How Much Sleep Should I Be Getting?

Most people don’t get enough sleep and feel tired throughout the day. This might be because of work, stress, family obligations, or a myriad of other reasons. It is really important that you get enough sleep at night because that is your body’s time to heal itself.


Sleep deprivation has been linked to many illnesses, including (but not limited to) cardiovascular disease, depression, obesity, type 2 diabetes, hypertension and cancer. At best you might just have an overall lack of energy that can make for tired, unproductive days.


Sleep loss can also affect your mood. You probably already know that you’re not getting enough sleep. Now you might be wondering how much sleep should I be getting?

There is no magic number for how many hours of sleep you should get because everyone is different. The National Sleep Foundation, American Academy of Sleep Medicine, and Sleep Research Society recommend that adults get 7-9 hours a sleep every night. While the amount of sleep you need, can vary depending on your age, lifestyle and health, 7-9 hours is a good goal to set yourself if you are trying to get more sleep.


Now that you know how much sleep you should be getting, you might be feeling overwhelmed at how you’re going to get those hours.

· Set a sleep schedule and stick to it. Sleeping should be scheduled into your day just like anything else. When you go to sleep and wake up around the same time every day, your body will eventually get used to it and you develop a habit.

· Limit the amount of caffeine and other stimulants. A good rule of thumb is to not drink coffee in the afternoon. Drinking alcohol at night might make you fall asleep easily, but when your body starts to metabolize the alcohol it can disrupt your sleep cycle.

· Turn off the electronics! I think most of us are probably guilty of checking our phones before bed, but this is not a good habit to get into. You may have heard of blue light that comes from your phone or computer screen. This blue light reduces melatonin in your body, which can affect your sleep/wake cycle (circadian rhythm). Try charging your phone on the other side of your bedroom so you are not tempted to look at it.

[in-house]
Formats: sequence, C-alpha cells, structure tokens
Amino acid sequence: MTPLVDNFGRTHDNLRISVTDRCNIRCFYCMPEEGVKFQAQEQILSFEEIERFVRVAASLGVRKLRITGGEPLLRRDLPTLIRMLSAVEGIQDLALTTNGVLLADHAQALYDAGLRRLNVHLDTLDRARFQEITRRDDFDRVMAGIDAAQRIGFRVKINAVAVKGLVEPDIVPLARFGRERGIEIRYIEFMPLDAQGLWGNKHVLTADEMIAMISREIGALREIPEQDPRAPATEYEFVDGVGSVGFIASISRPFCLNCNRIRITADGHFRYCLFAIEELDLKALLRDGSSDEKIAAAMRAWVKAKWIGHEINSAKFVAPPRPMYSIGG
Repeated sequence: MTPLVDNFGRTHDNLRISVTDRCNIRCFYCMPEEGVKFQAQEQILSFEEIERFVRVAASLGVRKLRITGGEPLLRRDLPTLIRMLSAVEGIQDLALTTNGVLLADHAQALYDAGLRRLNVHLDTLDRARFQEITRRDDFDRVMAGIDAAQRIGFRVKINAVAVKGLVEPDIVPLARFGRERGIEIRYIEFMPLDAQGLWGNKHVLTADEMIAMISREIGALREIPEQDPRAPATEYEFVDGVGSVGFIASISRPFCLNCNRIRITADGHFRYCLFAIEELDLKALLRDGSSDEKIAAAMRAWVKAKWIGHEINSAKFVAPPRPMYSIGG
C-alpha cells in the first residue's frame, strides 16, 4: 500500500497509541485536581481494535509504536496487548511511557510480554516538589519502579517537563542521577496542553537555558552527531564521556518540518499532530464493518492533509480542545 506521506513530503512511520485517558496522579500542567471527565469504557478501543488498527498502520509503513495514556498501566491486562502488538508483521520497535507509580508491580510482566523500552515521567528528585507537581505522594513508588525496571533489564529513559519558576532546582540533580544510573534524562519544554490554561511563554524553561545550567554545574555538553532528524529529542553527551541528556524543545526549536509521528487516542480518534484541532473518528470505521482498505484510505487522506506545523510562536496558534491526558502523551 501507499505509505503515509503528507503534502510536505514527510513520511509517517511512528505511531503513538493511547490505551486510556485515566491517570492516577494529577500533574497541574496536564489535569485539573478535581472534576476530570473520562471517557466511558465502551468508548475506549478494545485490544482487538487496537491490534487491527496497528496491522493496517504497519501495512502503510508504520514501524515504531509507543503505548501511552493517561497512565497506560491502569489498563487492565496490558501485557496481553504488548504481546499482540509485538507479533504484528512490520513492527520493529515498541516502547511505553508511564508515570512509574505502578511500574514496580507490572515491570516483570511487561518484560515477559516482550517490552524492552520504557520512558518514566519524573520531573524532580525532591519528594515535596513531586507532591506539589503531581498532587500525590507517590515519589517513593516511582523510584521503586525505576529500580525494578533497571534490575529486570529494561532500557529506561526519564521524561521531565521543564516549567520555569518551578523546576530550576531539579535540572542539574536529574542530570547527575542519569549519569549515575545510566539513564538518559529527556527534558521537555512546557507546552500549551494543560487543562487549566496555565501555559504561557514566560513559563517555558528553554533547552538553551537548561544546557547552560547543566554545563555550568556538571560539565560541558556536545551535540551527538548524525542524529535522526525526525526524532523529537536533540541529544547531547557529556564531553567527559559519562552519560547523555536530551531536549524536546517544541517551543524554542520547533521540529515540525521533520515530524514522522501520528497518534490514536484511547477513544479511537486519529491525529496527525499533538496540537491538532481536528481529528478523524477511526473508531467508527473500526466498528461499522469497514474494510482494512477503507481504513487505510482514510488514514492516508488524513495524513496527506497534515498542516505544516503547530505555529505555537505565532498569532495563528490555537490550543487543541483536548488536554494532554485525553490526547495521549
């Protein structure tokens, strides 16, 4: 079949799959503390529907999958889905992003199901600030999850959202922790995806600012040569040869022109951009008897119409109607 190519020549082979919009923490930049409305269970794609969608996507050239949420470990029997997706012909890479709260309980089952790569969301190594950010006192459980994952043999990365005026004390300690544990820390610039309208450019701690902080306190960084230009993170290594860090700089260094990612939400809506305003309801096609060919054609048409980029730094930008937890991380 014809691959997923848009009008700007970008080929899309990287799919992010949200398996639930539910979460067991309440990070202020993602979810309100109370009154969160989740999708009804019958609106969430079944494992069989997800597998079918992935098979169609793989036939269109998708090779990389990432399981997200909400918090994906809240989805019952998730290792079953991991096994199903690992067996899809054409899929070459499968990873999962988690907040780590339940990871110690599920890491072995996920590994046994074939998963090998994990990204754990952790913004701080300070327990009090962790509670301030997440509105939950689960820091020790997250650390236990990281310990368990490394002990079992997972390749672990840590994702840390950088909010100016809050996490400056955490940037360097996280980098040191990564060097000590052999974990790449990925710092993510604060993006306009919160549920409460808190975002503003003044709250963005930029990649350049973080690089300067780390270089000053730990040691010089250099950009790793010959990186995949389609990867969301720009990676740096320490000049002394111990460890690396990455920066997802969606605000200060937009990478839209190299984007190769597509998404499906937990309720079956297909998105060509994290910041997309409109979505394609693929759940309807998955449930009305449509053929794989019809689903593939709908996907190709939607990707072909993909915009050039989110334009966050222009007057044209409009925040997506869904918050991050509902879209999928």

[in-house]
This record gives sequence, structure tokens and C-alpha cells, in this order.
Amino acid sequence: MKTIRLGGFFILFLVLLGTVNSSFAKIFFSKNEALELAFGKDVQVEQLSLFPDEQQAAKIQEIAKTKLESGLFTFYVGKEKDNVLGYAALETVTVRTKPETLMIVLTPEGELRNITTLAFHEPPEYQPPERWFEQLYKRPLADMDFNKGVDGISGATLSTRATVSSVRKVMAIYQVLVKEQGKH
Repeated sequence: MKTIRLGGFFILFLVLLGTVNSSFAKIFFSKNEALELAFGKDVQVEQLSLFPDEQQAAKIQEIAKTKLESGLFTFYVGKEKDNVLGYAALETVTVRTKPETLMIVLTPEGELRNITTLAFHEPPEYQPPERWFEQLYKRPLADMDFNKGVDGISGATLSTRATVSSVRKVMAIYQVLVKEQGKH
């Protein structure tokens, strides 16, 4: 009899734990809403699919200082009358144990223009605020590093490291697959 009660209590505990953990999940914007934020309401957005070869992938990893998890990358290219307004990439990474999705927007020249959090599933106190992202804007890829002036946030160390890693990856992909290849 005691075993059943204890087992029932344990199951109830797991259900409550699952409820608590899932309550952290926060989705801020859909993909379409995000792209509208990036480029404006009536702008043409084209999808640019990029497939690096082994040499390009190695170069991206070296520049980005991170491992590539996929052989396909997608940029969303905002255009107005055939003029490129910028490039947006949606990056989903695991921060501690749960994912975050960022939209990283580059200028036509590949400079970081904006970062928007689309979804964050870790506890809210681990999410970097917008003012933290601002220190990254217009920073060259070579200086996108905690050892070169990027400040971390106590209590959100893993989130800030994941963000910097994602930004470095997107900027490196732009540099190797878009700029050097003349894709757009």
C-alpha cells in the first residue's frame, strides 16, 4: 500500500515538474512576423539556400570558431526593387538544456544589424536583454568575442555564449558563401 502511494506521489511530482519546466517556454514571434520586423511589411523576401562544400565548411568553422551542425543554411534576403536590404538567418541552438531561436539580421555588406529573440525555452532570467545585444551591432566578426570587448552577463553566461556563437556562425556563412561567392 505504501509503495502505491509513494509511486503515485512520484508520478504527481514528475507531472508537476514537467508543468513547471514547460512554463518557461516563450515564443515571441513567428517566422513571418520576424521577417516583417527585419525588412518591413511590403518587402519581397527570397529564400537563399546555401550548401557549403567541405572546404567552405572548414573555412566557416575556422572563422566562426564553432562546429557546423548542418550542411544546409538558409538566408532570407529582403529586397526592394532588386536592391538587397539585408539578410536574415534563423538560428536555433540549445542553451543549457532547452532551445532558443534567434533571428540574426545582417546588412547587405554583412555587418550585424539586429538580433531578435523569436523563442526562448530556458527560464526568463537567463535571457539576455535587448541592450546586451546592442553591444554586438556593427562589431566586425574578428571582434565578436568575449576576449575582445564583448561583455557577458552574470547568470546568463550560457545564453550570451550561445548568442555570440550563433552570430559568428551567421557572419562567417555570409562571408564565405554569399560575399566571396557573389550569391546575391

· Exercise daily. At least 30 minutes of exercise a day can help you sleep better at night. If you don’t have enough time for a full workout, try to at least walk around the block or on the treadmill.

· Make your bedroom comfortable. Are your mattress and pillow comfortable? Does your bedroom stay dark and quiet? These are all things that can contribute to not sleeping well throughout the night.


It’s also important to know that the effects of sleep loss build up over time, so getting just one good night of sleep does not eliminate your “sleep debt.” This why it’s really vital to set a sleep schedule so that even if there are nights that you cannot get your full 7-9 hours, at least most nights you will be getting it.


When life gets in the way of a good night’s sleep, it’s even more important to prioritize sleeping. This will lead to more productive days and an overall healthier life!